An entire collection of valuable possessions in just one painting?
That’s possible in the “Collector’s cabinet”, painted by Frans Francken II in 1619 and currently displayed in the KMSKA in Antwerp.
In just one painting you can find drawings, paintings, coins, flowers, and exotic shells. If you look closely, you can discover many interesting details. For example, Francken depicted a Japanese door lock, an oriental lacquerware, and a shark’s tooth. Not really “local” items, aren’t they? Those cabinets were indeed also called “cabinets of curiosities” or “varieties” in which collectors kept valuable possessions and artworks to give aesthetic pleasure to the observer and stimulate the intellectual experience.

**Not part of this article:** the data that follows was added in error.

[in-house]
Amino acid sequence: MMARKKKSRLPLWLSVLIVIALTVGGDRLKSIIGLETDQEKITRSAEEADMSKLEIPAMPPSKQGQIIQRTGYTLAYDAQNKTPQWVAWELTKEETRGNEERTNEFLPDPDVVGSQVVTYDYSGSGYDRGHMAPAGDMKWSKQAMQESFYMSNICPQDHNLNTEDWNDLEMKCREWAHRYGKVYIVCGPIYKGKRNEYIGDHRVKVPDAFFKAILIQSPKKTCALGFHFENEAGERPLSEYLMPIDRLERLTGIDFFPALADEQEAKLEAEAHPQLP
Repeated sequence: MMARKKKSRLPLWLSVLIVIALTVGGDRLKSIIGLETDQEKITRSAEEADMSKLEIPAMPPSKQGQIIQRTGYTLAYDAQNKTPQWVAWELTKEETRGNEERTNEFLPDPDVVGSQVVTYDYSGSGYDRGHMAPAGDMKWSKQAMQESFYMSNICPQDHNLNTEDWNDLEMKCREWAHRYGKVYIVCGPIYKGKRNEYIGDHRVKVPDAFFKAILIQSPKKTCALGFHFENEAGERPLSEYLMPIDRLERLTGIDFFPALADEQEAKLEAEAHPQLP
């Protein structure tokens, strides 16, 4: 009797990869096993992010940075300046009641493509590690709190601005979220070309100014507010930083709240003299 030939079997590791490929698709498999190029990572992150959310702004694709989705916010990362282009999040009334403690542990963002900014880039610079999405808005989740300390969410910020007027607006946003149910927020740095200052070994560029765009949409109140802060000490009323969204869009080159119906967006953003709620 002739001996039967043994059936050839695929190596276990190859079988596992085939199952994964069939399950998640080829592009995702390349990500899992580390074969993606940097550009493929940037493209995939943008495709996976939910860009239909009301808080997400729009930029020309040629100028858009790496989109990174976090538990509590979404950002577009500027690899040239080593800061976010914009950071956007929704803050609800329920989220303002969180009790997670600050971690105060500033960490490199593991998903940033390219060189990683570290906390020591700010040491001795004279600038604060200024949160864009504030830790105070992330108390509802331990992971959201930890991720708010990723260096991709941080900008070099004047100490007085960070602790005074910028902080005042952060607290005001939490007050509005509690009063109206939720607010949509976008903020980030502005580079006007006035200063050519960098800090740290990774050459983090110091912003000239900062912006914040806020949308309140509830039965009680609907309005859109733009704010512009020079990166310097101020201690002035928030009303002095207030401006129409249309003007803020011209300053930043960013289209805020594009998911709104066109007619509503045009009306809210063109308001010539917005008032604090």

No wonder the genre of the cabinets had success in the 17th-century century paintings! Thanks to works like these, artists were able to stimulate the interests of art collectors and established the importance of the Antwerp art market.
I love discovering all the tiny and interesting details included in this painting. I also find it fascinating how the artist is capable of representing smaller paintings in the painting itself!